Translating for Mum and Dad
Relying on family members to watch over us in everyday situations is something that many of us take for granted. Whether it be emotional support, advice, or even just getting a lift somewhere, the role that our family members play in our day to day life often fades into the background. But, what if a member of your family is your lifeline to the outside world? As reported by Dr Humera Iqbal in a recent BBC article, every day, thousands of children across the UK are required to interpret (spoken version of translation) for their parents in various situations. This can be a result of:
- Social isolation of the parents from the community without opportunities to learn English
- Anxiety of parents about how to integrate into a new community
- Lack of knowledge as to how to assess language classes
- Active resistance from parents to learn a new language or integrate in the belief it contravenes their religion or beliefs.
While the role of an interpreter is often commended as bridging the gap between nationalities, it’s easy to forget the role it has in mending family bonds by preventing children from being placed in vulnerable positions as interpreters. It is common for families to not have any contact outside of their family unit when moving to a new country, and it places the burden of interpreting onto the shoulders of the younger generation, who are often far more successful in quickly picking up a new language than their older family members. This places children in a position of having to deal with situations and conversations that are beyond their years and understanding. This is especially the case regarding health and social care needs where the child may need to interpret sensitive or mature conversations that the parent may want to keep confidential.
The role children play as interpreters can vary dramatically, from simple tasks such as grocery shopping, to far heavier tasks such as medical appointments or legal cases. Children are forced into a very adult world where they can be faced with aggression and racism from the adults that their parents encounter. However, while this can (and does) go smoothly in most situations, it places a huge burden of responsibility on the child – especially in medical scenarios.
Mental Health strain on Children
Placing a child who has only recently learned a new language into a medical situation places an unnecessarily large burden on their shoulders. One can only imagine the questions running through their heads: what if I interpret incorrectly and something happens? Will my parents be okay? It’s hard enough to have an ill parent, but when the added responsibility of becoming their voice in an otherwise alien world is added, it becomes far too much to bear. It is unfair that children should be placed in such emotionally volatile situations and can impact them in many ways:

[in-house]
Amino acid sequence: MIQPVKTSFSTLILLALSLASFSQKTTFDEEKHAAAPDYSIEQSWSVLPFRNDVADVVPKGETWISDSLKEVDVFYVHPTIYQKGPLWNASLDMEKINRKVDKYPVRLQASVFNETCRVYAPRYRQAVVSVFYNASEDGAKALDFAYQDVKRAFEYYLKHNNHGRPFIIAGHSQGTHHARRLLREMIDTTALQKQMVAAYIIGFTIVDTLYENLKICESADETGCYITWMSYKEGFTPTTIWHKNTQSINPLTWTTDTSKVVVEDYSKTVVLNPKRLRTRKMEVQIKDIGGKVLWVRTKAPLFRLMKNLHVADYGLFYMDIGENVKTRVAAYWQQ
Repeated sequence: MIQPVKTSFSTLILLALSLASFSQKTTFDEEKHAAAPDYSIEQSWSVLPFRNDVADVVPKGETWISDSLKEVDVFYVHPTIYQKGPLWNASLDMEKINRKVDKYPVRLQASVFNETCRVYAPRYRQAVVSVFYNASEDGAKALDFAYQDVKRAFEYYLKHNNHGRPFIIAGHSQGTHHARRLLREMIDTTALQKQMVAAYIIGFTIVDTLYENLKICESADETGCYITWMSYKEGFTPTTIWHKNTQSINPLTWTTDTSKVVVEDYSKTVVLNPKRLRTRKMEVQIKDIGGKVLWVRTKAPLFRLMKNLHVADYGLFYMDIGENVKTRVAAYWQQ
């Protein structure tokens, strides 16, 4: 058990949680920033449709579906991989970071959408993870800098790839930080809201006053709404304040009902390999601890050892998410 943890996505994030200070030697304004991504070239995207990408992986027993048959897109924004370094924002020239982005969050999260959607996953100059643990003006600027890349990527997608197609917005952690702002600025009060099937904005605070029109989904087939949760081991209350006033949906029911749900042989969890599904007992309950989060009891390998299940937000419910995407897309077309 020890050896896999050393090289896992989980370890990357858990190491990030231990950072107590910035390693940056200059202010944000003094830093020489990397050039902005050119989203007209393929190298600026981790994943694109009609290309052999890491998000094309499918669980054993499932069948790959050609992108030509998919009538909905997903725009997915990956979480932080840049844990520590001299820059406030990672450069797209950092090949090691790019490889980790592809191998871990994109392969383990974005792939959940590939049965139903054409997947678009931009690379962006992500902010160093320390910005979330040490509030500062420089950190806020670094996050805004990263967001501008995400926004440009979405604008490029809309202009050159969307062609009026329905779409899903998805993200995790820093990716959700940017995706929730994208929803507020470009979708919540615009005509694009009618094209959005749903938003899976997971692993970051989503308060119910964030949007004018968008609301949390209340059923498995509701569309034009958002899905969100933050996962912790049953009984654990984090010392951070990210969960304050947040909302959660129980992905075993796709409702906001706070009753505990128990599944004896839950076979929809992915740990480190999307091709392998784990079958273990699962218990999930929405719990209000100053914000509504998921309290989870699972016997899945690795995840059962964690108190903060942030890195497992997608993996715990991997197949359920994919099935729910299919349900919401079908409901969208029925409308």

- Interpreting for parents can leave the child feeling quite stressed, even frustrated and embarrassed following conversations they are privy to
the dynamics of parenting could be reversed where the child assumes a position of power over the parent
- an element of resentment and frustration is not uncommon in these relationships where the parent relies on the child for communication support.
- In the same light, the child may feel resentment for not being able to pursue their own interests or have their needs met such as attending school, because they are relied upon for
communication support by their parent or parents.
Leave it to the Professionals
Whilst the use of children to interpret for family members may not be prevented, there are a number of ways in which it can be limited through alternative means.
- General awareness of staff and clinicians on the impact of using children as interpreter and how to avoid using them
- Use of professional interpreters that are usually approved through your organisation
- Professional interpreters can be accessed quickly through telephone and video conferencing facilities, if required
- Ensure that the need for an interpreter is logged on the record of the service user or patient to ensure they always have a professional interpreter available for ongoing bookings.
- When requesting an interpreter, consider the gender preference of the interpreter as well as any potential variances in dialects spoken by the parent. This can be important in
ensuring the parent feels comfortable in talking openly in front of the professional interpreter.
- Use of audio and visual aids can help with communication. Google translate is also a good way of basic communication
If you would like to know more about how we support local government, NHS and third sector organisations with professional interpreting services and translation, please contact us on 0121 554 1981 or email firstname.lastname@example.org
This article was based on a story published by the BBC, https://www.bbc.co.uk/news/stories-49939124
Word360 – Working with Children- Interpreting Best Practice.
Written by Portia Chauhan | Word360